Issue October 3, 2006

On Media: News judgment or censorship?

A mysterious package was delivered to The Courier-Journal last week. Inside were lurid contents — a CD with 232 pictures of scantily clad women, supposedly members of the Kentucky National Guard unit that recently shipped out to Iraq. The C-J ran a front-page story on the photos, with comments from the appropriate military brass condemning the women, who were apparently using their M16s in ways not intended by the manufacturer.
The C-J had the photos but chose not to share any portion of them with readers. Or with any other local or national media. Or with anyone not employed by the newspaper.

David Hawpe, the C-J’s editorial director who was among those who made the decision, was so proud of the paper’s action that he brought the CD to a local forum on media censorship. He held the disk high above his head, proclaiming, “We didn’t publish this, and I’m proud of it.”

The photos, as described in The C-J story by Andrew Wolfson, showed women “kissing one another, posing suggestively with military rifles and covering their breasts with American flag decals.” Hawpe said the paper even toned down the descriptions of the photos so as to avoid offending readers. Thus, he said, The C-J gave up an opportunity to publish a truly exclusive set of photos, and a rare chance to drive readers in droves to its Web site, all in the name of public decency.

Newsflash: Hey, David, that night’s episode of “My Name is Earl” was set almost exclusively in Chubby’s, a strip club. It aired during the “family” hour, at 8 p.m. My point is that the public’s decency meter won’t tilt at the site of a sexy woman with a gun. We’ve seen it before. There are plenty of nude pictures of women available for those interested in seeing them. I’m not buying the public decency angle.

You’re telling me that out of 232 photos, you couldn’t find a couple that weren’t obscene? Ever heard of a technique called cropping? Please, send ’em over to LEO. I’m sure we’ll find a way to present the pictures tastefully.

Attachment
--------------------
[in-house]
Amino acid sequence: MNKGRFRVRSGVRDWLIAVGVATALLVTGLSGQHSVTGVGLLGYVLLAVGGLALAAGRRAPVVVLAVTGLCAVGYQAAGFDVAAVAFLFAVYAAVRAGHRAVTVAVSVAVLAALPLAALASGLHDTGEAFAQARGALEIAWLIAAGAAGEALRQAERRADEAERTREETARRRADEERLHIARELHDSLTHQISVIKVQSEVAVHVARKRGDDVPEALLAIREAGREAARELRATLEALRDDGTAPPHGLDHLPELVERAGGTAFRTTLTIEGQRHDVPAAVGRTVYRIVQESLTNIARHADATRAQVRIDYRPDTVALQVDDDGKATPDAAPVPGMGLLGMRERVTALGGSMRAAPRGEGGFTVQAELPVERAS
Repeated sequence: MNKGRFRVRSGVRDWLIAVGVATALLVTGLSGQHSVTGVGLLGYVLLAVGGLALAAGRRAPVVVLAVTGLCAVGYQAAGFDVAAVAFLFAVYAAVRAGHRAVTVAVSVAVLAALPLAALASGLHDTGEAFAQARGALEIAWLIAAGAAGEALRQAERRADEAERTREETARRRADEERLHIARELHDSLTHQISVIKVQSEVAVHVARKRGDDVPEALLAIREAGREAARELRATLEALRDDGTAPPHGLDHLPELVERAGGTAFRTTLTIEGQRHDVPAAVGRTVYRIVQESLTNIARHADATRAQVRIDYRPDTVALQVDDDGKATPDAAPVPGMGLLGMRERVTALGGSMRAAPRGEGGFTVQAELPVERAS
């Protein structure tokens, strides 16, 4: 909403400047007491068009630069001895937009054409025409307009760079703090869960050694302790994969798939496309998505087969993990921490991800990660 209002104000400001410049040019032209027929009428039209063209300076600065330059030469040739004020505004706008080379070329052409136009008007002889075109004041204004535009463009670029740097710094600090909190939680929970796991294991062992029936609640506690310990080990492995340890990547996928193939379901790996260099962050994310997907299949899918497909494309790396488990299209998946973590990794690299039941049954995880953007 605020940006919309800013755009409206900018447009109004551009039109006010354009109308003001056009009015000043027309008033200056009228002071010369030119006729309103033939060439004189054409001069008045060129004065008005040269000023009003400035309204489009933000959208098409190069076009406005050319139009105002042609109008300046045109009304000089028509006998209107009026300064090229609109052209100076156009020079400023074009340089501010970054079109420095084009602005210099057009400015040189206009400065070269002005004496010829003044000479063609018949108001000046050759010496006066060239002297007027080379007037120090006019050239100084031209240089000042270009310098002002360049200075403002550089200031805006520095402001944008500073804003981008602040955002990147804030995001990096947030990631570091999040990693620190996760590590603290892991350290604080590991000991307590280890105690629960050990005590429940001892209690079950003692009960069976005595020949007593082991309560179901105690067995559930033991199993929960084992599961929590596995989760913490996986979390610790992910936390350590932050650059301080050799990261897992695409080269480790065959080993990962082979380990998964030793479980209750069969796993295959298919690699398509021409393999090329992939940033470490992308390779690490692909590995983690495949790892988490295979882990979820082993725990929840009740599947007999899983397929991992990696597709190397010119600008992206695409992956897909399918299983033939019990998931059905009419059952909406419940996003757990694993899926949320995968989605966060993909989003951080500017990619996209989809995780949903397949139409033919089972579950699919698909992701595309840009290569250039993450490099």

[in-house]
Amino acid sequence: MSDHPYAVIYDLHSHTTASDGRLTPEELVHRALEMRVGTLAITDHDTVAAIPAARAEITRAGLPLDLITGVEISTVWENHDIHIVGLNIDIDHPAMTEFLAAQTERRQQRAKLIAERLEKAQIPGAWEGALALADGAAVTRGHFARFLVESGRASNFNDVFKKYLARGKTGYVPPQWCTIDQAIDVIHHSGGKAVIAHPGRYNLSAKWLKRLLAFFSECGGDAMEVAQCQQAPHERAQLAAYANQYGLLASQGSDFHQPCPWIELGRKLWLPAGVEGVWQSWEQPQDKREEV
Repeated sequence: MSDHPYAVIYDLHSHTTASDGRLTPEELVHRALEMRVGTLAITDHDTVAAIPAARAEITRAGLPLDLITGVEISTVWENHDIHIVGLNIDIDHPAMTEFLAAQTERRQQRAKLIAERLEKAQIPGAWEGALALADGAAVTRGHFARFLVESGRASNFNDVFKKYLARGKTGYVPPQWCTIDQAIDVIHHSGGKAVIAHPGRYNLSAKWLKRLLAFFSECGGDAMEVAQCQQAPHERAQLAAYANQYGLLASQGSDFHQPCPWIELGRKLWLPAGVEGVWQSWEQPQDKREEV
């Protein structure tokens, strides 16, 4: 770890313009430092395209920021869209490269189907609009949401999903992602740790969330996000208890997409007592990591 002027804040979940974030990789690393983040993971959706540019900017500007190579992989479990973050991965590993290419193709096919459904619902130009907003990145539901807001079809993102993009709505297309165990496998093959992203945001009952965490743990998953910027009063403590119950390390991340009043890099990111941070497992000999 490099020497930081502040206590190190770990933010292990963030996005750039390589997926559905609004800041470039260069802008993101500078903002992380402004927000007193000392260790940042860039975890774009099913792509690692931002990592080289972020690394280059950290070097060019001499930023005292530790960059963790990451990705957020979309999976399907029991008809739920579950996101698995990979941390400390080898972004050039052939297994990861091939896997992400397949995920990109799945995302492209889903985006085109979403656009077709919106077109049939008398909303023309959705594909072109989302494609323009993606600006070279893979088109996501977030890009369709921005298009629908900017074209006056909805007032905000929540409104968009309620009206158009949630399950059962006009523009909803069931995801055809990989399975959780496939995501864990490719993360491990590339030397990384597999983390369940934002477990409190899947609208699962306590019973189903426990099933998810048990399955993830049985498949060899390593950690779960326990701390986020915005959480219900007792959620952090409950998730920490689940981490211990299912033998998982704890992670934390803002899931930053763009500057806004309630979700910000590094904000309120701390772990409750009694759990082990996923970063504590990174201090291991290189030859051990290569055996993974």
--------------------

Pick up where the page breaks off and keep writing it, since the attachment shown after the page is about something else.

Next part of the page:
Seriously, my point is this: The pictures were part of the story. No, actually, they were the story. If the story is about the U.S. Army investigating the photos, and The C-J has copies of the photos, it makes sense to publish some portion of the photos. I can’t imagine other media outlets not finding a way to give the public some idea of what all the fuss was about.

In Editor & Publisher, a journalism trade magazine, a story about the Louisville controversy said that several television outlets asked to see the photos but The C-J opted not to share them. I can only imagine how “Entertainment Tonight” might have played the story — blurring the breasts perhaps — but showing as much of the pictures as FCC censors might allow.

Was The C-J perhaps protecting the identity of these women soldiers? According to the story, just 11 of the 107 members of the Guard unit were female, and the Army wouldn’t provide their names to The C-J.  In one photo, apparently, a last name is visible on a dog tag, but The C-J did not reveal the name.

“Let them put it up on blogs,” Hawpe said, opening a series of slams against the increasing credibility enjoyed by bloggers, including BluegassReport.org’s Mark Nickolas, who also sat on the panel, two seats away. “They’re full of gossip and are unreliable,” Hawpe said, adding that blogs, like blind pigs, occasionally stub their nose against an acorn. He implored attendees to realize there’s a difference between journalism and blogging.
Nickolas, for his part, said he would NOT have published the photos on his blog, saying it “smacks of salacious exploitation and would be done for generating sales, not real journalism.”

I don’t think we’ve heard the last of this story, because there are too many unanswered questions. Who was the photographer, and who sent the mysterious disc to the newspaper? Who were these women, and what was their motivation for posing for the pictures? What will the Army do if and when it gets all the facts? And of course, where’s the money — for the photographer, for the women involved, for the medium that publishes the pictures?

Whoever sent the disc to The C-J in the first place had an agenda in mind, probably to see the pictures published. Hey, LEO’s address is 640 S. Fourth St., Louisville, KY 40202. Send it to the editor’s attention.

Contact the writer at leo@leoweekly.com

Bob Edwards returns
Longtime public radio favorite and Louisville native Bob Edwards is returning to the air, though just once a week, on WFPL-FM. “Bob Edwards Weekend” will air from 2-4 p.m. each Saturday, beginning this week. The weekend program features interviews from Edwards’ weekday show on XM Satellite Radio, and is distributed by Public Radio International.